Strawberries and the science behind them

As Michigan strawberries are coming into season, June is a great time to explore plant science at the dinner table.

Strawberries and the science behind them

June is here and with all the fun summer festivities, now is a great time to do some dinner table or picnic table plant science. With backyard gardens and farmer’s markets brimming with freshly picked produce, it is the perfect time to try new fruits and vegetables, making summer a ripe and tasty time for learning. Learning more about the foods we eat, how they grow, where they come from and teaching kids a little plant science can make for a great summer time activity for the young and old.

Strawberries, one of everyone’s early summer favorites, is a great place to begin. Here are a few fun strawberry facts:

  • Native strawberries were reported to have been found on the coastlines of North and South America.
  • Native strawberries were taken from Chile to France in 1712. They were crossed with European strawberries, resulting in the large berries we eat today.
  • Strawberries grow in every state in the United States and every province in Canada.
  • Native Americans ate strawberries fresh or baked in cornbread.
  • Ancient Romans thought strawberries had medicinal properties and used them to treat depression, fever, kidney stones, bad breath and sore throats.
  • Strawberries are members of the rose family.
  • Strawberries are perennials, coming up year after year and bear fruit for about five years.
  • Strawberries are the only fruit with seeds on the outside of the fruit. The average berry has about 200 seeds.
  • Strawberries are not true berries like blueberries or grapes. Technically, berries have to have seeds on the inside. Plant scientists, also known as botanists, consider each seed on a strawberry to be its own separate fruit.
  • Americans eat an average of 3.5 pounds of fresh strawberries each year, and another two pounds of frozen berries.
  • Strawberries are low in calories. There are 55 calories in 1 cup of berries.
  • Strawberries have high levels of nitrate. This increases blood and oxygen flow to the muscles. Research shows that people who eat strawberries before exercising have greater endurance and burn more calories.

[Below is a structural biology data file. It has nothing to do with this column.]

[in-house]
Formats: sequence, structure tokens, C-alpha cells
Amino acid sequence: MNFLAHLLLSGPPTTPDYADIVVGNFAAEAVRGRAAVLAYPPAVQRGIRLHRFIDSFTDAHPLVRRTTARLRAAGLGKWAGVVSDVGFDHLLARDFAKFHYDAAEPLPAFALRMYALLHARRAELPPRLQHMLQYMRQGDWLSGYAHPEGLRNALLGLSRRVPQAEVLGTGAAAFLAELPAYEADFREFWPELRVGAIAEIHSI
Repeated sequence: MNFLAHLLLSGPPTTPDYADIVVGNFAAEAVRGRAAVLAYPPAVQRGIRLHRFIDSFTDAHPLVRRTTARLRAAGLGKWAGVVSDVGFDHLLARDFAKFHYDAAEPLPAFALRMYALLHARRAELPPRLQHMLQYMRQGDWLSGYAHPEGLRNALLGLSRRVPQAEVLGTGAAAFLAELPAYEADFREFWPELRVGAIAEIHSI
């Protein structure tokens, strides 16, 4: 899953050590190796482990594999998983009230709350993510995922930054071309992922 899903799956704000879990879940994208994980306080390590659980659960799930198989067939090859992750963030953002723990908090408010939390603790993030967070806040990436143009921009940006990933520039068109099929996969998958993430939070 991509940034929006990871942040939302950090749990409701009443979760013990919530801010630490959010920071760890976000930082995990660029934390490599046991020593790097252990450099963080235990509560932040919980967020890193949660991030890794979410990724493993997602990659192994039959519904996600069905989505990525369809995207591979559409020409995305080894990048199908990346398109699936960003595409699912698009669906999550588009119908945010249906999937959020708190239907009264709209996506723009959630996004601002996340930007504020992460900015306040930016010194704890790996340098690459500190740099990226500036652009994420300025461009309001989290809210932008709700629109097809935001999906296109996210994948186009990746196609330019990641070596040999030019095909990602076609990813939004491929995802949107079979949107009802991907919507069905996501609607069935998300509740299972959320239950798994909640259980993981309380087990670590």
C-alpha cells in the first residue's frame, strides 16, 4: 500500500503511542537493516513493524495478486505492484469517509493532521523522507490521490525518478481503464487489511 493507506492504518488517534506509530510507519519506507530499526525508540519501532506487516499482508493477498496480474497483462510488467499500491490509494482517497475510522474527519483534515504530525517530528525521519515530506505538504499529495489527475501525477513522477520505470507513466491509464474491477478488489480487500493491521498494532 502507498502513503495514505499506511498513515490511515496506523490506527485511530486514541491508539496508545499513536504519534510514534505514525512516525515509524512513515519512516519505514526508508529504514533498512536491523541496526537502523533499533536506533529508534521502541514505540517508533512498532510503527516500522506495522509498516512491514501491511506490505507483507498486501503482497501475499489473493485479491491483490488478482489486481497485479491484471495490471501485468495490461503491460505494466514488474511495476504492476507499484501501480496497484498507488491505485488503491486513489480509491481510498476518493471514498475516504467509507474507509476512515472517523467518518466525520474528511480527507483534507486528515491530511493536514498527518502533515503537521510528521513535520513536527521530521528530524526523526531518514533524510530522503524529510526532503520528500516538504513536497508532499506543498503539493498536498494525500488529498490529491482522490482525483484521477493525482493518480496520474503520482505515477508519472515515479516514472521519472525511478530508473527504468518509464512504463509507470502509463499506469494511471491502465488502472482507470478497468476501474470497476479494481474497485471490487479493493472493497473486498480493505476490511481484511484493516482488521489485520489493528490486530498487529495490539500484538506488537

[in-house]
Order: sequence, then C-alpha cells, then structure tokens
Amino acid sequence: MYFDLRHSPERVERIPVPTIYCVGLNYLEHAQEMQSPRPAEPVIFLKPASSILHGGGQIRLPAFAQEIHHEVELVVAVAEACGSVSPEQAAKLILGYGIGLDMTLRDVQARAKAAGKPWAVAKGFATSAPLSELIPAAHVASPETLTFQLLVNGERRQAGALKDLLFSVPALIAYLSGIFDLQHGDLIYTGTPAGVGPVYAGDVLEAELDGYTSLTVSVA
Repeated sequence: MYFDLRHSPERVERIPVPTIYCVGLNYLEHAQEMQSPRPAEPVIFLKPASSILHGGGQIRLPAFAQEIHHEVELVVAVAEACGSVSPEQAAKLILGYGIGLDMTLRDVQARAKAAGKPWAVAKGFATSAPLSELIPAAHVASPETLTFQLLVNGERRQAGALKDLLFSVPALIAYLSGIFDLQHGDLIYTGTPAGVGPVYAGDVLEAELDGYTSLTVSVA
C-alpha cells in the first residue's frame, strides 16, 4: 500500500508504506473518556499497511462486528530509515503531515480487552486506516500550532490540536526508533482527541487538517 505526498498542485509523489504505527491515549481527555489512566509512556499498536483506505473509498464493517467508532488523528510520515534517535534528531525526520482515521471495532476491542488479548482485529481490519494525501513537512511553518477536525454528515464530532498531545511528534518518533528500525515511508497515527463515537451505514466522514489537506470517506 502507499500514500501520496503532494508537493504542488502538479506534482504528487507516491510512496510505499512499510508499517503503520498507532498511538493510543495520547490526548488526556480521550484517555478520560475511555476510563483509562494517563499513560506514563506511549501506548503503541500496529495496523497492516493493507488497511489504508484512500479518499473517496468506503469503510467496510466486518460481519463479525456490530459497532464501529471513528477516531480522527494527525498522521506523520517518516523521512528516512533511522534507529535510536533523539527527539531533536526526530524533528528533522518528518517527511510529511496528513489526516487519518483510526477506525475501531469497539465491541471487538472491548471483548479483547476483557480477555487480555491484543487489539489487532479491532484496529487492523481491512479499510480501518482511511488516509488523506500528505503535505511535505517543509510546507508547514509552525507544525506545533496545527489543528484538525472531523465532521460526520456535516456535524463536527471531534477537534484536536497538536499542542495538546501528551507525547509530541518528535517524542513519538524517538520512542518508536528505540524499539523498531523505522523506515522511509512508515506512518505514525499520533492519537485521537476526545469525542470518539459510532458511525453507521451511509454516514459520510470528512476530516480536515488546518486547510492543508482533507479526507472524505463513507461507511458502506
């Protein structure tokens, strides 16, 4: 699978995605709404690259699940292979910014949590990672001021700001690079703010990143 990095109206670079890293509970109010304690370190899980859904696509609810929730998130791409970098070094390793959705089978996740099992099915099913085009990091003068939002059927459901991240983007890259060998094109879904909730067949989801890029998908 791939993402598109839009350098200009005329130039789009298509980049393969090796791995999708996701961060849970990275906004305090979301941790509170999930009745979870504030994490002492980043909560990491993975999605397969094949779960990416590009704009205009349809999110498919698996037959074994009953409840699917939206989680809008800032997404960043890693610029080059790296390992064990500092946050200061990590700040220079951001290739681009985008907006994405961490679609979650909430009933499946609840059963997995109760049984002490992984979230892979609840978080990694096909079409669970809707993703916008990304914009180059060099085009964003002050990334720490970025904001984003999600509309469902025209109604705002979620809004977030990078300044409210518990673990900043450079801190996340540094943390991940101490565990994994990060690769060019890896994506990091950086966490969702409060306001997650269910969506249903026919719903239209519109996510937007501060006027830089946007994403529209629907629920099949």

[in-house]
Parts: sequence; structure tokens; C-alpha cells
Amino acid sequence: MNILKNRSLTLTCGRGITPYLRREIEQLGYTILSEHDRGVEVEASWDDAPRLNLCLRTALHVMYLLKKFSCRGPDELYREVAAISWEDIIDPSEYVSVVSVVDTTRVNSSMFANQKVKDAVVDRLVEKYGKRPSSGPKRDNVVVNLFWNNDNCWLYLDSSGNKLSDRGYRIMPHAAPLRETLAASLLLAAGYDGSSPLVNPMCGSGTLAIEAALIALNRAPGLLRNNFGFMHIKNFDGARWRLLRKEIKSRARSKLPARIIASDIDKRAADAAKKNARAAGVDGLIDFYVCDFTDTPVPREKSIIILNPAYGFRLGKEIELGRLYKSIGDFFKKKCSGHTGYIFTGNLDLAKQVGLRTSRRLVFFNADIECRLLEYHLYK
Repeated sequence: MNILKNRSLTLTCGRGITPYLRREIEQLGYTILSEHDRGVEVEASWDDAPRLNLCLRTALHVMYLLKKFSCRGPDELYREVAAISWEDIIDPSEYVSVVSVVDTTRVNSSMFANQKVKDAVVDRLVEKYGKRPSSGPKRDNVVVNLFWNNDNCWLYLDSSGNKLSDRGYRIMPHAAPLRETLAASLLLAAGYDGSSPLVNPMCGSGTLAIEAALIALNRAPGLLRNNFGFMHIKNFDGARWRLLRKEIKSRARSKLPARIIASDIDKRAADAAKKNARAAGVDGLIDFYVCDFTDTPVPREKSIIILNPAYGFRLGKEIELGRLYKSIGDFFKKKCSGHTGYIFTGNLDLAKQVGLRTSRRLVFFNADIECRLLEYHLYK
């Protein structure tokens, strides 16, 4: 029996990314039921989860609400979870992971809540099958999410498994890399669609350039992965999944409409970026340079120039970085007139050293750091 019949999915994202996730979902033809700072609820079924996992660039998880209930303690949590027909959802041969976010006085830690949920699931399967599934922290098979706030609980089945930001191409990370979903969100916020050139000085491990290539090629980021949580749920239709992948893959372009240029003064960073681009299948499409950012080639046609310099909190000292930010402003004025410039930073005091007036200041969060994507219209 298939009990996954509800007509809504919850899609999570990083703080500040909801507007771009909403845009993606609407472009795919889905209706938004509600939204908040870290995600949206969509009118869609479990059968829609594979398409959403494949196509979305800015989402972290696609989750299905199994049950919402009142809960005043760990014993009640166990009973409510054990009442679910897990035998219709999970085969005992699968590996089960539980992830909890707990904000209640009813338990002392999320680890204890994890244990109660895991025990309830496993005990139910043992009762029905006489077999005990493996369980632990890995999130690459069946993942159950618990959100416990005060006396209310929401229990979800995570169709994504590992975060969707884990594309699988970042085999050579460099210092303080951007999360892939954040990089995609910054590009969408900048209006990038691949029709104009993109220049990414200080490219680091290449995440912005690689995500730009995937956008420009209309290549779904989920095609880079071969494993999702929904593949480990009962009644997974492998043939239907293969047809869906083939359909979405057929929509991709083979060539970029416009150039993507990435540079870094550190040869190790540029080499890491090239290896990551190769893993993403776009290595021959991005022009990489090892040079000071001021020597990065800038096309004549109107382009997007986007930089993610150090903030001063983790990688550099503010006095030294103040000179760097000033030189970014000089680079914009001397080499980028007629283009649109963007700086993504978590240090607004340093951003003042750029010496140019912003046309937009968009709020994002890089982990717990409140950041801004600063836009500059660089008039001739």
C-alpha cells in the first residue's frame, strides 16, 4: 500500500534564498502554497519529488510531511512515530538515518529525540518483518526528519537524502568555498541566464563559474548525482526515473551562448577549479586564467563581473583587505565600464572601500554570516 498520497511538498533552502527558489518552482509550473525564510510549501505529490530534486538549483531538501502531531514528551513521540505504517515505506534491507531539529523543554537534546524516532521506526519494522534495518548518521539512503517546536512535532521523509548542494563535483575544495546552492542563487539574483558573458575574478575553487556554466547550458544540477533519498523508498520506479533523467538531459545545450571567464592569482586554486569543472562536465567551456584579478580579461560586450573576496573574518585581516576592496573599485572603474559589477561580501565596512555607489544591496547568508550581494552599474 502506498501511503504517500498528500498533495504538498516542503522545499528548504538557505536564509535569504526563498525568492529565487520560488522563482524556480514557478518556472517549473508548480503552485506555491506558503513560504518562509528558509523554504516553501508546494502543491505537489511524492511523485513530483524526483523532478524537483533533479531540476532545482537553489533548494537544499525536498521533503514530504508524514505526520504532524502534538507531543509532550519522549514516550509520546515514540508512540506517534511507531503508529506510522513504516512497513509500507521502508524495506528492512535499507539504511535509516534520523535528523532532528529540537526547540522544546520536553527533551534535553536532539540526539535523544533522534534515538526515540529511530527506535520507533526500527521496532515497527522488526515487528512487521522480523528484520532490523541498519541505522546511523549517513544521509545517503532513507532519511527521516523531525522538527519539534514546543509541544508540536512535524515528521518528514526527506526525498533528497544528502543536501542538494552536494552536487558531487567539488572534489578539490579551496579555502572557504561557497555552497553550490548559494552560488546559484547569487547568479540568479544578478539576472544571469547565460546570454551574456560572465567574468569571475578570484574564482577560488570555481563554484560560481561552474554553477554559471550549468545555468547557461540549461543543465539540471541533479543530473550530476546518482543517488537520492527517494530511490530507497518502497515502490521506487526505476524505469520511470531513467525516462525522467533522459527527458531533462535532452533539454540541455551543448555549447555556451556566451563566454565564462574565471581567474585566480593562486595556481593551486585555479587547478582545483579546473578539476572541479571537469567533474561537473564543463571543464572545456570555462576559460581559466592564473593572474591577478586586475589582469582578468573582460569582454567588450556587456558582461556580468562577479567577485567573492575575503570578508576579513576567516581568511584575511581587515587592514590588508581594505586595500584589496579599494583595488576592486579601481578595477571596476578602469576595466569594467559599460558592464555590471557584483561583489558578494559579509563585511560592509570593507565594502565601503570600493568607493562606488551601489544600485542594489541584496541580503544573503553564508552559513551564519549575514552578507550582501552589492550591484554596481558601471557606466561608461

• Eight strawberries provide 140 percent of the daily recommended vitamin C for kids.
  • Some research has shown strawberries reduce the risk of heart disease and certain cancers.
  • Strawberries are high in vitamins C, B6 and K, fiber, folic acid, potassium and amino acids.

Strawberries for Strawberry Lovers is a good website about strawberries with great pictures of the different parts of the berry.

Cook-A-Doodle-Doo cover“Cook-A-Doodle-Doo!” by Janet Stevens and Susan Steven Crummel is a great book to read to children during strawberry season. In this book, four animal friends set out to make strawberry short cake, even though none of the animals know how to cook. The story is full of funny animal antics as they make what they call the “most magnificent short cake.” A recipe at the end of the story is provided so you too can make the most magnificent shortcake with your kids.

I hope reading this has got your taste buds tingling and ready to get some fresh Michigan berries. If you do not have strawberries growing in your garden, a U-pick farm is only a search away. You can find U-pick locations near you at U-Pick Michigan and Michigan – Pick Your Own.

Enjoy June and some Michigan strawberries!

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